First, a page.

Rafferty was meant to follow this with a comedy for Ealing co-starring Tommy Trinder. Instead, Ealing put the two actors in a drama about aboriginal land rights Bitter Springs (1950). The film was not widely popular and Ealing wound up their filmmaking operation in Australia.[14][16]

Rafferty kept busy as an actor, appearing on radio in a show Chips: Story of an Outback. He was cast by 20th Century Fox in a melodrama they shot in Australia, Kangaroo (1952). The studio liked his performance enough that they flew him (and Charles Tingwell) over to Los Angeles to play Australian soldiers in The Desert Rats (1953), a war movie.[citation needed]


Film production in Australia had slowed to a trickle and Rafferty decided to move into movie production. He wanted to make The Green Opal, a story about immigration but could not get finance. However he then teamed up with a producer-director Lee Robinson and they decided to make movies together.[14][17]

Their first movie was The Phantom Stockman (1953), directed by Robinson and starring Rafferty, and produced by them both. The film was profitable. It was followed by King of the Coral Sea, which was even more popular, and introduce Rod Taylor to cinema audiences. Rafferty and Robinson attracted the interest of the French, collaborated with them on the New Guinea adventure tale, Walk Into Paradise (1956). This was their most popular movie to date.

Rafferty also appeared as an actor only in a British-financed comedy set in Australia, Smiley (1956). It was successful and led to a sequel, Smiley Gets a Gun (1958),in which Rafferty reprised his role. In England he appeared in The Flaming Sword (1958).

He also participated in cinema advertisements that were part of an Australian Government campaign in 1957 called "Bring out a Briton". The campaign was launched in a bid to increase the number of British migrants settling in Australia.[citation needed]

Rafferty and Robinson raised money for three more movies with Robinson. He elected not to appear in the fourth film he produced with Robinson, Dust in the Sun (1958), their first flop together. Nor was he in The Stowaway (1959) and The Restless and the Damned (1960). All three films lost money and Rafferty found himself in financial difficulty.

Later career[edit]

Rafferty returned to being an actor only. He had a small role in The Sundowners (1960), with Robert Mitchum and Deborah Kerr and played a coastwatcher in The Wackiest Ship in the Army (1960) with Jack Lemmon and Ricky Nelson. He guest starred in several episodes of the Australian-shot TV series Whiplash (1961).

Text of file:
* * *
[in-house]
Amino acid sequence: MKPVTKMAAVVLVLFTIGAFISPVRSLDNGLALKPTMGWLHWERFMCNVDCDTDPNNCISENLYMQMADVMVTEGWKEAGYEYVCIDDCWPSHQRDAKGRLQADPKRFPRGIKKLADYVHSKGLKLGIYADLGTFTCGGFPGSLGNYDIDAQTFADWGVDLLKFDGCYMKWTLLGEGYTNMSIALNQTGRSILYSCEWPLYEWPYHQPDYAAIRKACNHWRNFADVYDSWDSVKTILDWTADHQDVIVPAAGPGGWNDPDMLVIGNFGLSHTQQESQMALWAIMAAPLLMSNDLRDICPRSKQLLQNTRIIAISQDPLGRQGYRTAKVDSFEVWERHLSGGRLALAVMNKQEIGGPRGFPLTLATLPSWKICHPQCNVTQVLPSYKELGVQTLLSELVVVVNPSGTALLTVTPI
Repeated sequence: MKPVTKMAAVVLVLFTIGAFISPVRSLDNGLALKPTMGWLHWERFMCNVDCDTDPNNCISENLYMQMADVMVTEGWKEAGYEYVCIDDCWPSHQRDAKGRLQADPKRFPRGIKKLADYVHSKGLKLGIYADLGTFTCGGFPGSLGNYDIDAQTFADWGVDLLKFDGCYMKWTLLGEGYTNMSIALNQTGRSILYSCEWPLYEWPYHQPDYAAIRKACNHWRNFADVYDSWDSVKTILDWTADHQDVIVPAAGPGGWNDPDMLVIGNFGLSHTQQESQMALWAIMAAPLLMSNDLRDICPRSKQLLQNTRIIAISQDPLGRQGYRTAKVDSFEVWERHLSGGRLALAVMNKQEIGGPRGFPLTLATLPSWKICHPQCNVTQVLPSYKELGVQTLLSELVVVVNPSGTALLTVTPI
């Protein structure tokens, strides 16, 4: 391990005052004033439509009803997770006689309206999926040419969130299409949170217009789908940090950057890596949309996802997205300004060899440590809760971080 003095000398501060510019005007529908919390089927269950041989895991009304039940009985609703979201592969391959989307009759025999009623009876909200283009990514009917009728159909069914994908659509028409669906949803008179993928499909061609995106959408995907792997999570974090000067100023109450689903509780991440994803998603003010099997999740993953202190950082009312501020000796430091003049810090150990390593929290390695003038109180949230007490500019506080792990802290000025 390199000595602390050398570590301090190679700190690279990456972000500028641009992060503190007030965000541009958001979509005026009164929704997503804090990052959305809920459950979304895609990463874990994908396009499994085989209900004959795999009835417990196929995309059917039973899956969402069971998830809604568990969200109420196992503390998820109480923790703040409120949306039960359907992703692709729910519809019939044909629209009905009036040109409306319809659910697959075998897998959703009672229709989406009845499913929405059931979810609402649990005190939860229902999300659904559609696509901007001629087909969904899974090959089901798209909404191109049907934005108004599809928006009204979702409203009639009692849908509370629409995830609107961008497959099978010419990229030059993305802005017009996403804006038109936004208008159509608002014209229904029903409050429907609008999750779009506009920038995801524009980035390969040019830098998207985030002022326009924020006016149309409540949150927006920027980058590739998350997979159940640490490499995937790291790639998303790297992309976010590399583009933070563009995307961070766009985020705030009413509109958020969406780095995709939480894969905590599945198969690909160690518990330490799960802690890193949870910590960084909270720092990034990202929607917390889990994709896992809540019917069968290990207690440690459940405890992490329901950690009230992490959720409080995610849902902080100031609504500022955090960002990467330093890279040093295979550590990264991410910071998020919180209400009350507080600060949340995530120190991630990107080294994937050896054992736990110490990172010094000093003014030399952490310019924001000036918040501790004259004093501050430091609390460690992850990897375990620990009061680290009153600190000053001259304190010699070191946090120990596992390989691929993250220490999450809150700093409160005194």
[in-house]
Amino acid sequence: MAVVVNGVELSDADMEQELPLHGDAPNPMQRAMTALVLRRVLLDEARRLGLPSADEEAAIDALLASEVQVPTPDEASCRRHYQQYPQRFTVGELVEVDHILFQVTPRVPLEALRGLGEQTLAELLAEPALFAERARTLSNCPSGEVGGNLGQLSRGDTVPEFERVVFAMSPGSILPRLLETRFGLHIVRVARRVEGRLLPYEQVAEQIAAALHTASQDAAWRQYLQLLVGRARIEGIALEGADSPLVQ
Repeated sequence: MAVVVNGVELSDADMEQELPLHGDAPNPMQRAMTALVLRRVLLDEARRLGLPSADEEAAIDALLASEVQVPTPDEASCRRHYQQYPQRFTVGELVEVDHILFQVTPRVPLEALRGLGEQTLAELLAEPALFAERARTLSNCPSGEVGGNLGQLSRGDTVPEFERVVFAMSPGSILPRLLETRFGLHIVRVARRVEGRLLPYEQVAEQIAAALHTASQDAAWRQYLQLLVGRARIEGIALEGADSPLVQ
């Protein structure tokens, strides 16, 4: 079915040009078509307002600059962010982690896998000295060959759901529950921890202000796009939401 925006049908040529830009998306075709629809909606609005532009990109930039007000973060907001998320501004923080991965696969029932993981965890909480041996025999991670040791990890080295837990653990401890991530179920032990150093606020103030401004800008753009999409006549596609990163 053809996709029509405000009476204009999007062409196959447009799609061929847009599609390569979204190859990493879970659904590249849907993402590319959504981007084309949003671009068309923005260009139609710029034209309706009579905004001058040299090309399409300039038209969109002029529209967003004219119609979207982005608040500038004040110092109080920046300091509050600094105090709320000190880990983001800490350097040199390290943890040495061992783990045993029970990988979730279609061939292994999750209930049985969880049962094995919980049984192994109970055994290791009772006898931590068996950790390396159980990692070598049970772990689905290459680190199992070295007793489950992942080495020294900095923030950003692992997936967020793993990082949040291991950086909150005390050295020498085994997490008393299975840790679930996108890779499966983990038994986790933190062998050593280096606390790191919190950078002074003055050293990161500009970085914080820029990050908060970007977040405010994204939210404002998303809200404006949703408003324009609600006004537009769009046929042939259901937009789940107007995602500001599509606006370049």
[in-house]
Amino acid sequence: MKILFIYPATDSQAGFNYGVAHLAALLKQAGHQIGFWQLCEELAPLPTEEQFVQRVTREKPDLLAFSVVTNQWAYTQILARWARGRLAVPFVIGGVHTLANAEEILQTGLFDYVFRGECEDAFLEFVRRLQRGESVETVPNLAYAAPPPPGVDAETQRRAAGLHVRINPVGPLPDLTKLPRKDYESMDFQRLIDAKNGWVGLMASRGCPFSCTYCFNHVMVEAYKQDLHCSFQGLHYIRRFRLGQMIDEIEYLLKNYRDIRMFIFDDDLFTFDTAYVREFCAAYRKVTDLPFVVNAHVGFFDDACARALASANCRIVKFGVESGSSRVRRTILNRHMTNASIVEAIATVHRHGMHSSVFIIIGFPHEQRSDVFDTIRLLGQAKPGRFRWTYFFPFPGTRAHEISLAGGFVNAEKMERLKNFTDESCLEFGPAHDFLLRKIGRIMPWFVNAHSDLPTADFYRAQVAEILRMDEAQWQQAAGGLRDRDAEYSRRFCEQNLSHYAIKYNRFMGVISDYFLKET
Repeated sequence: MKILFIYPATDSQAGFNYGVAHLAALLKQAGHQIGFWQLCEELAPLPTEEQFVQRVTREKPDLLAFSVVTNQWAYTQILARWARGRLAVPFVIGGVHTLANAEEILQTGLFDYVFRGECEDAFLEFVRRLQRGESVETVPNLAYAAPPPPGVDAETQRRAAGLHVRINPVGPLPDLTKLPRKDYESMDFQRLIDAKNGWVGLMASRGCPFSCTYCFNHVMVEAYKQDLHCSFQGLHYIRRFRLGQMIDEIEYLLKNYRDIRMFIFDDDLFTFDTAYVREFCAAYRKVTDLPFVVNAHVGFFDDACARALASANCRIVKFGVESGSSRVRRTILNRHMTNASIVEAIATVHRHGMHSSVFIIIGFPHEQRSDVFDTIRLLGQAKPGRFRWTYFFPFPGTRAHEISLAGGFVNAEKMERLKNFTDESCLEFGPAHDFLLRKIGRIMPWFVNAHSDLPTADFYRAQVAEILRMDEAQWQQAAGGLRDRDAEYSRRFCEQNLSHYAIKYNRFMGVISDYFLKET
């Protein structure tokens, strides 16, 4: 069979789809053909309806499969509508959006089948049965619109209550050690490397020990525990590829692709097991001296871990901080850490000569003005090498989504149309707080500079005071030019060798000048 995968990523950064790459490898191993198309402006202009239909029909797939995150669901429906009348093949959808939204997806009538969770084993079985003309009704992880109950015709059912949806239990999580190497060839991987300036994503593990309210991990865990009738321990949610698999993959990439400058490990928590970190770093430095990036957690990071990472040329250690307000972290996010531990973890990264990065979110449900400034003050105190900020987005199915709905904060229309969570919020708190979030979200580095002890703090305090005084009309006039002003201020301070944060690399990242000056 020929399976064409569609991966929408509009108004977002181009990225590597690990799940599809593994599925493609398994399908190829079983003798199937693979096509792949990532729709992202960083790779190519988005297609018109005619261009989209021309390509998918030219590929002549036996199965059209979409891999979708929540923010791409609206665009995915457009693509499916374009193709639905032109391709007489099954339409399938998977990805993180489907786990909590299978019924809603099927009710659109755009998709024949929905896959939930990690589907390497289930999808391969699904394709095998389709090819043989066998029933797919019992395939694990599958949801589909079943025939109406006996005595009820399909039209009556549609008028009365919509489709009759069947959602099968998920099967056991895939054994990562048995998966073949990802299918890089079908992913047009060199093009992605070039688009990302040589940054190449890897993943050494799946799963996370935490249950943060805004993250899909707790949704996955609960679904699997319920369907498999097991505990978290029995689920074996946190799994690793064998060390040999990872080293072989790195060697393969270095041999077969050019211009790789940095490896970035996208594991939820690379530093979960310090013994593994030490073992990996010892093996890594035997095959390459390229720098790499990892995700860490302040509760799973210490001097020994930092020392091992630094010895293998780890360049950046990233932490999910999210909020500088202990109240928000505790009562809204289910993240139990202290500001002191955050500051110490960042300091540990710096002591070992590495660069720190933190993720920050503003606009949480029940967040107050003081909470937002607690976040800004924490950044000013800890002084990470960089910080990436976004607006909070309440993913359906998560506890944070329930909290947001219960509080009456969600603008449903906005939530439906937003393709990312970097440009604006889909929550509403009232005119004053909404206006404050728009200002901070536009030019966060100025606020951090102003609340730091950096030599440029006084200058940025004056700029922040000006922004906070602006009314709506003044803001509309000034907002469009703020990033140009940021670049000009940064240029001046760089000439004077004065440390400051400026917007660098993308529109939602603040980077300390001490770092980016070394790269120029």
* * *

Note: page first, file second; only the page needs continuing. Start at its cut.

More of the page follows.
Rafferty was cast as one of the mutineers in the 1962 remake of Metro-Goldwyn-Mayer's Mutiny on the Bounty, starring Marlon Brando. The filming of Bounty in Tahiti dragged longer than six months but it restored him to financial health after the failure of his production company; it enabled him to buy a block of flats which supported him for the rest of his life.[18] Rafferty dubbed the film The Bounteous Mutiny.

In 1962, the 6 foot 5 inch actor was socialising with fellow expatriates in a London club when they were joined by an Australian who acted as doorman, and unbeknownst to Rafferty, was a professional wrestler. Claiming he was being ignored after helping them get in the doorman was so argumentative that Rafferty was provoked into accepting a challenge to 'step outside'. In the severe beating that followed he sustained deep grazing across his face and suffered a myocardial infarction (he had not been aware of having a heart condition until the incident) costing him the chance at roles in two major film productions.[19][20]

In 1963 he recorded a long play record with Festival Records (FL-31015) entitled A man and his horse, narrating a selection of works from Australian verse composers including Banjo Paterson (1864–1941), Adam Lindsay Gordon (1833–1870) and Will H. Ogilvie (1869–1963).[21]

He played the Australian Prime Minister in the Australian sci-fi TV series The Stranger (1964) then travelled to England and appeared in eight episodes of Emergency-Ward 10 (1964). While in England he was in The Winds of Green Monday (1965) on British TV.

He travelled to the US and guest starred in episodes of The Wackiest Ship in the Army (1965) (as a different character to the role that he played in the movie version). This led to further offers to work in Hollywood on television shows; he played a Union soldier in The Big Valley (1966) with a noticeably Australian accent. He was also in episodes of Gunsmoke (1966) and Daktari (1966). "What else can I do but look to America for my future when there is still no assistance or help from the government," said in April 1966.[22]